Summary: The book of Proverbs begins with the purpose of a Proverbs and the definition of true wisdom.
An Introduction to Wisdom
Illus. A Baptist pastor was praying with his staff and deacons one Sunday morning before services when a cloud filled the room.
A deep voice spoke out to the pastor. "Which every you wish, it will be given to you: wisdom, wealth or great looks."
The pastor, without hesitating, said aloud, "Wisdom, Lord. Give me wisdom."
The voice then said, "Granted". The smoke cleared and the presence was gone. Everyone sat there quietly and amazed for a moment.
The chairman of the deacon then asked, "Now that you have wisdom, what is the first thing that comes to your mind."
The pastor simply said, "Now I know I should have taken the money."
Pro 1:1-7 The proverbs of Solomon, son of David, king of Israel: 2 To know wisdom and instruction, to understand words of insight, 3 to receive instruction in wise dealing, in righteousness, justice, and equity; 4 to give prudence to the simple, knowledge and discretion to the youth-- 5 Let the wise hear and increase in learning, and the one who understands obtain guidance, 6 to understand a proverb and a saying, the words of the wise and their riddles. 7 The fear of the LORD is the beginning of knowledge; fools despise wisdom and instruction.
In this passage, we get the purpose for this great book. It supplies a great introduction to our series. The purpose: to help the reader to know wisdom and instruction, to help the reader understand words of insight, to prepare the one to receive instructions in wise dealings, in righteousness, justice and equity, to give prudence to the simple, and knowledge and discretion to the youth, to help you understand how to use a proverb and benefit from it.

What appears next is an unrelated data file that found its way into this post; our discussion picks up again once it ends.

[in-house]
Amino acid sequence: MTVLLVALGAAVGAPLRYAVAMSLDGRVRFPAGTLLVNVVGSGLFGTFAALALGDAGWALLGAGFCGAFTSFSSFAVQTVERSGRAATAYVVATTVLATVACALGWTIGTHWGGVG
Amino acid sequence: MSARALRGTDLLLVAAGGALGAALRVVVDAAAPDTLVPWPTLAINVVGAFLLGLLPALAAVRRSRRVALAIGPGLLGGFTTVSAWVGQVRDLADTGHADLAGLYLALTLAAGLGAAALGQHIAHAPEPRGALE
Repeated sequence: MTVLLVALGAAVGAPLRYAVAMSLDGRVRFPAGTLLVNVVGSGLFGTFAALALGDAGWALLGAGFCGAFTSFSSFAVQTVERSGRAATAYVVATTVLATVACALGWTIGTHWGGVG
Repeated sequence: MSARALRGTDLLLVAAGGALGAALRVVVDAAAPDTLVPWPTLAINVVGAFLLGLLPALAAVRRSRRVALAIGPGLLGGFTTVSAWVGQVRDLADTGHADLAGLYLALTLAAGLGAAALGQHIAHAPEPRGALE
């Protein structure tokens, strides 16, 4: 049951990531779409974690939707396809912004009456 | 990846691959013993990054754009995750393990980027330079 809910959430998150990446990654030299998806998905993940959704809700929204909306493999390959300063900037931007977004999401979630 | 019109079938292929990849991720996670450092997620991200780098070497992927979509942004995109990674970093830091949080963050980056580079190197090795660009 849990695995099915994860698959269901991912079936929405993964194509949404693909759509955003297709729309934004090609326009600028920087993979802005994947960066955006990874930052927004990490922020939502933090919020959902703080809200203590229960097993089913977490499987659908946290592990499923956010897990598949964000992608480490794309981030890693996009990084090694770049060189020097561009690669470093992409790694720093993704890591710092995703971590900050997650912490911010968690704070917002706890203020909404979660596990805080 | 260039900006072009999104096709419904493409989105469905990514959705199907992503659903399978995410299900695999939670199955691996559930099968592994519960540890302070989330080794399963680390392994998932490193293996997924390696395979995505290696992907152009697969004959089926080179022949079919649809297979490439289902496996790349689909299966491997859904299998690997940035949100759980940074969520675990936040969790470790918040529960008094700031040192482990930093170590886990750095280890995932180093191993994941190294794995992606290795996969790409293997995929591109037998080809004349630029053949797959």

The first six verses, particularly 2-6, lists the purposes of Proverbs. Verse seven then lays the foundation for knowledge and wisdom.
I want us to launch our study with some simple points that draw from several passages to help us begin this study and search for more wisdom as God has planned.
I. What is wisdom?
What is the difference from wisdom, common sense and knowledge? Excellent question. I am so glad you asked.
First, let me give you the secular definition of wisdom, not because it is right, but because it is commonly accepted. From there, we can move to what is godly wisdom.
The dictionary says, Wisdom is basically knowledge of what is true or right coupled with just judgment as to action. Simply put, the dictionary defines wisdom as not only knowing stuff, but how to use that knowledge in a right way. In other words, wisdom, as defined in Webster, has an intellectual aspect and a moral aspect. It is to know and know how to use it rightly.
The problem with this definition is the question, Who decides how we are to use this knowledge the right way? And many answers abound. There are some proverbs that address this from our culture.
1. You've probably heard, "Always look out for number one." This philosophy stems from the concept that everyone else is looking out for themselves, and that leaves no one to look out for you. This is what I would considered the godless approach. In a secular, godless world, this would be a mighty fine philosophy for survival. However, it fails in the light of God's instructions.